Private security cameras can be key to solving crimes
Niagara County is looking to the public for help in solving crimes, by registering their security cameras with the county.
Operation Safe Cam is a voluntary program that asks residents private homeowners and business owners to register their security cameras with the county. Niagara County District Attorney Caroline Wojtaszek said it started in Philadelphia, but they got the idea from the Buffalo Police Department.
"They have a very up and functioning Crime Analysis Center, " she said. "We have the Niagara Intelligence and Crime Analyst Center located in the Niagara Falls Police Department and since I started in January, getting that Crime Analyst Center up and running and well functioning has been one of my top priorities."
Wojtaszek said the Department of Criminal Justice Services had been very generous in providing necessary equipment to the Niagara Falls center.
Anyone interested in participating in Operation Safe Cam can register online on the Niagara County website or at their local police department. By signing up, security footage of any potential crime would be shared with law enforcement.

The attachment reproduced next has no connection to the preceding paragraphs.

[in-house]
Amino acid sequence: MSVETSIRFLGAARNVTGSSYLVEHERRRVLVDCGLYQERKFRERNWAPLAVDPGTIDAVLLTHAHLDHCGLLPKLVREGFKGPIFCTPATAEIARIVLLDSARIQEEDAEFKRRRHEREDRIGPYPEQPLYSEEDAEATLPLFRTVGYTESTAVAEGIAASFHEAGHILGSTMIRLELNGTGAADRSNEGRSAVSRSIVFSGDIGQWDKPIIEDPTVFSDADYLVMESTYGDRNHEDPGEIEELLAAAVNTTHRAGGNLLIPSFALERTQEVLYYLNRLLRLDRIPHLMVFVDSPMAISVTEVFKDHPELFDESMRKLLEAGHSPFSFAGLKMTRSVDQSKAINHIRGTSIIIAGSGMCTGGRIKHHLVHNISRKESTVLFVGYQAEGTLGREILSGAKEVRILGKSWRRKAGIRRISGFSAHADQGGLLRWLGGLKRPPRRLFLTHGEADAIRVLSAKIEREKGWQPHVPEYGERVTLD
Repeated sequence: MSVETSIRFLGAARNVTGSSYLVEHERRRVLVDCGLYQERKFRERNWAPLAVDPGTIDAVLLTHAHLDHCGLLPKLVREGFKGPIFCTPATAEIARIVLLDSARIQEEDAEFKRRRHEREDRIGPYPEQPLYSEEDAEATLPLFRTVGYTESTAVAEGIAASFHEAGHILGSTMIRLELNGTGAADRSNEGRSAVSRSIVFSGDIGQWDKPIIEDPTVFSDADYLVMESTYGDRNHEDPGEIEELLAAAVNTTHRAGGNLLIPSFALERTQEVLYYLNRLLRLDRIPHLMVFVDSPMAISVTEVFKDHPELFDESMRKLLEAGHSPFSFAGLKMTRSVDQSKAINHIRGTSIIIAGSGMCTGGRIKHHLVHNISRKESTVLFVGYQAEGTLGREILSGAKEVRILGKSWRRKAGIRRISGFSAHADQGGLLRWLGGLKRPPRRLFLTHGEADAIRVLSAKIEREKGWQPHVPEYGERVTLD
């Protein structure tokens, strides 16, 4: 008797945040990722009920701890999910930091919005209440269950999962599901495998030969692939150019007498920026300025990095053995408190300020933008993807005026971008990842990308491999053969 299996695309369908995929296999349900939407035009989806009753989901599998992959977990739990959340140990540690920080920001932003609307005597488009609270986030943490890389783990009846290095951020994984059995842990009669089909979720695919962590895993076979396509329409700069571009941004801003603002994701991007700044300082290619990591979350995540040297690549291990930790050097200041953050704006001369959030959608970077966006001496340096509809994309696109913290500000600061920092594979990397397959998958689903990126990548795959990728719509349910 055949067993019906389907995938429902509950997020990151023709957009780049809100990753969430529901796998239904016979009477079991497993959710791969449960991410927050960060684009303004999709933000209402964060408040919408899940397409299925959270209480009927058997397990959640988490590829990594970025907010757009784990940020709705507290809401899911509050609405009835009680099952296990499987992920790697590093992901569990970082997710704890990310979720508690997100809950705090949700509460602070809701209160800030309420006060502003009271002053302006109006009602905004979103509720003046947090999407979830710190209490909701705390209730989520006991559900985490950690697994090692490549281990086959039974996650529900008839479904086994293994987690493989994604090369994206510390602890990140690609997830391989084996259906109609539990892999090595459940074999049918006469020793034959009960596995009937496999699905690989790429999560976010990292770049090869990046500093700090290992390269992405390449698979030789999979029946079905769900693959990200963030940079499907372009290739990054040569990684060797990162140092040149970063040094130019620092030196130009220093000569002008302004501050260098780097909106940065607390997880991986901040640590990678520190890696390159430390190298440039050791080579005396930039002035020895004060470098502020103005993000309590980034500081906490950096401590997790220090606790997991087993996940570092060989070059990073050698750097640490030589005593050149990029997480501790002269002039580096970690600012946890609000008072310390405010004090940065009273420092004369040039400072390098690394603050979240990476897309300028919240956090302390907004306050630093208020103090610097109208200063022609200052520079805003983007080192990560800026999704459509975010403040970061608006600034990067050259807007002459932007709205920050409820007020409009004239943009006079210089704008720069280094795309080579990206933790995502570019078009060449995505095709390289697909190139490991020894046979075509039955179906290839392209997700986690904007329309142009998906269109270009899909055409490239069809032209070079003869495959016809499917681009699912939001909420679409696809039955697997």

"A crime occurs in a certain area and, you know, you can look and sometimes figure out where some of these cameras are owned privately," she said, "but then you've got to try to find the person's name, try to find the person's phone number, you got to try to catch them when they're available and this way, you cut out all that leg work."
Wojtaszek said community response thus far has been positive. Every day she sees more people coming in and registering.
"I think it's just about getting the word out," she said. "We going to start doing some local programs to get the word out because everybody, when they're seeing it, when we were just walking in North Tonawanda, we already a slew of those who had cameras already sending in their registrations this week, so that's great."